Dandridge had been in show business since childhood, for she was the daughter of an actress. She bad a double act with her sister. Vivian, and by, say, 1939, she was a sixteen-year-old sexpot who could sing and dance—in the age of Butterfly McQueen and Hattie McDaniel. And so her real youth was wasted away in black nightclubs and in movies like A Day at the Races (37, Sam Wood); Going Places (38, Ray Enright); Lady from Louisiana (41, Bernard Vorhaus); Sundown (41, Henry Hathaway); with the Nicholas Brothers, doing “Chattanooga Choo-Choo" in Sun Valley Serenade (41, H. Bruce Humberstone); Bahama Passage (41, Edward Griffith); Lucky Jordan (42, Frank Tuttle); Hit Parade of 1943 (43, Albert S. Rogell); Since You Went Away (44, John Cromwell); Atlantic City (44, Ray McCarey); Tarzan’s Peril (51, Byron Haskin); The Harlem Globetrotters (51, Phil Brown).
Then she got a real part, opposite Harry Belafonte, in Bright Road (53, Gerald Mayer), and after Remains to Be Seen (53, Don Weis) she got Carmen Jones. She was nominated for that: the first time a black player had been proposed for the Oscar in a lead role—her rivals were Judy Garland in A Star Is Born. Audrey Hepburn in Sabrina. Jane Wyman in Magnificent Obsession, and, the winner, Grace Kelly in The Country Girl.
Of course, life only got harder after that breakthrough. Preminger liked to keep their affair secret (what a subject for a Preminger movie). No one could find a lead role for her. So she could not even kiss John Justin three years later in Island in the Sun (57, Robert Rossen). She is very good in The Decks Ran Red (58, Andrew L. Stone), and then Preminger cast her again, opposite Sidney Poitier, in Porgy and Bess (59). In fact, her best role was as Curt Jurgenss mistress (a part she played in life, too) in Tamango (57, John Berry) Her last film was Malaga (60, Laslo Benedek).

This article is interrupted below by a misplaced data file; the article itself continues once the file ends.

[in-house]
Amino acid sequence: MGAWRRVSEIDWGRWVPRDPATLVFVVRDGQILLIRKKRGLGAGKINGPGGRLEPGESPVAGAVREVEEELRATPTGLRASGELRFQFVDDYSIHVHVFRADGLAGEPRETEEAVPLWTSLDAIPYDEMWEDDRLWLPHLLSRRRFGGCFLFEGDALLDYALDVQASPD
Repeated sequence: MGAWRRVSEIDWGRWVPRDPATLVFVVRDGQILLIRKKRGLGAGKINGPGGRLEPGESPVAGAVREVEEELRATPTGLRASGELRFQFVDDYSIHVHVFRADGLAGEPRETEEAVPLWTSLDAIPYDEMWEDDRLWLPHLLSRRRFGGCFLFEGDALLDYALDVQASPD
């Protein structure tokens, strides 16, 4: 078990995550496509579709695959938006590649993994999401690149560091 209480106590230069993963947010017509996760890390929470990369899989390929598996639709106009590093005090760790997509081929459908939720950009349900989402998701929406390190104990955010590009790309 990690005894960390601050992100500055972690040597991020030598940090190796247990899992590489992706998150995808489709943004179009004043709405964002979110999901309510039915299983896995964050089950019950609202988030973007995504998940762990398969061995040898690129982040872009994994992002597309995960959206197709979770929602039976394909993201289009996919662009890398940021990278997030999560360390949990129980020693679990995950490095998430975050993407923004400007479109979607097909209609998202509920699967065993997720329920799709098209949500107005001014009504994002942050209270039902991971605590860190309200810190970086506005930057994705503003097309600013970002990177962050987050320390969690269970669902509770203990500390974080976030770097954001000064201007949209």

Then she lost her money in a swindle and went back to minor nightclub work. It is likely that she took her own life.
In 1999, Halle Berry—also from Cleveland— brought Introducing Dorothy Dandridge (Martha Coolidge) to the television screen. The biopic was closer to the facts than is usual in these things: the failed marriage to Harold Nicholas, and the retarded daughter; the affair with Otto Preminger; and the awful second marriage to a restaurateur—all were there. Moreover, Halle Berry looked a lot like Dandridge, though she was prettier, newer, fresher, less abused. There was the point. That is not to say that Ms. Berrv has gone through life free, but the thing about Dandridge is when she did it, and how warm, real, wicked, and hurt she seemed. It’s the same difference as exists between Lena Home and Whitney Houston
Married Harold Nicholas, 1944 (divorced 1950).; married second, Jack Denison, June 22, 1959 (divorced 1963).